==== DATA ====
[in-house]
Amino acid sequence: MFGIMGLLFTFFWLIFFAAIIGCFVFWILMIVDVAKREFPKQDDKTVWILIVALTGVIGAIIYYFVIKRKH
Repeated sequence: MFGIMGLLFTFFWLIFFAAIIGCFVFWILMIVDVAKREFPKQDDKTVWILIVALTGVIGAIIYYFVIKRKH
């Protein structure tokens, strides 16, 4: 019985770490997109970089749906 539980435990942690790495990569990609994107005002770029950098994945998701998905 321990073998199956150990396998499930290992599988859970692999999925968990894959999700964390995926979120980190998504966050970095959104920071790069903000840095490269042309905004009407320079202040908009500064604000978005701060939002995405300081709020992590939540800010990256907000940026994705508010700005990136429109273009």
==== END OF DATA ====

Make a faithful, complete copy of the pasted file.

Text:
[in-house]
Amino acid sequence: MFGIMGLLFTFFWLIFFAAIIGCFVFWILMIVDVAKREFPKQDDKTVWILIVALTGVIGAIIYYFVIKRKH
Repeated sequence: MFGIMGLLFTFFWLIFFAAIIGCFVFWILMIVDVAKREFPKQDDKTVWILIVALTGVIGAIIYYFVIKRKH
């Protein structure tokens, strides 16, 4: 019985770490997109970089749906 539980435990942690790495990569990609994107005002770029950098994945998701998905 321990073998199956150990396998499930290992599988859970692999999925968990894959999700964390995926979120980190998504966050970095959104920071790069903000840095490269042309905004009407320079202040908009500064604000978005701060939002995405300081709020992590939540800010990256907000940026994705508010700005990136429109273009």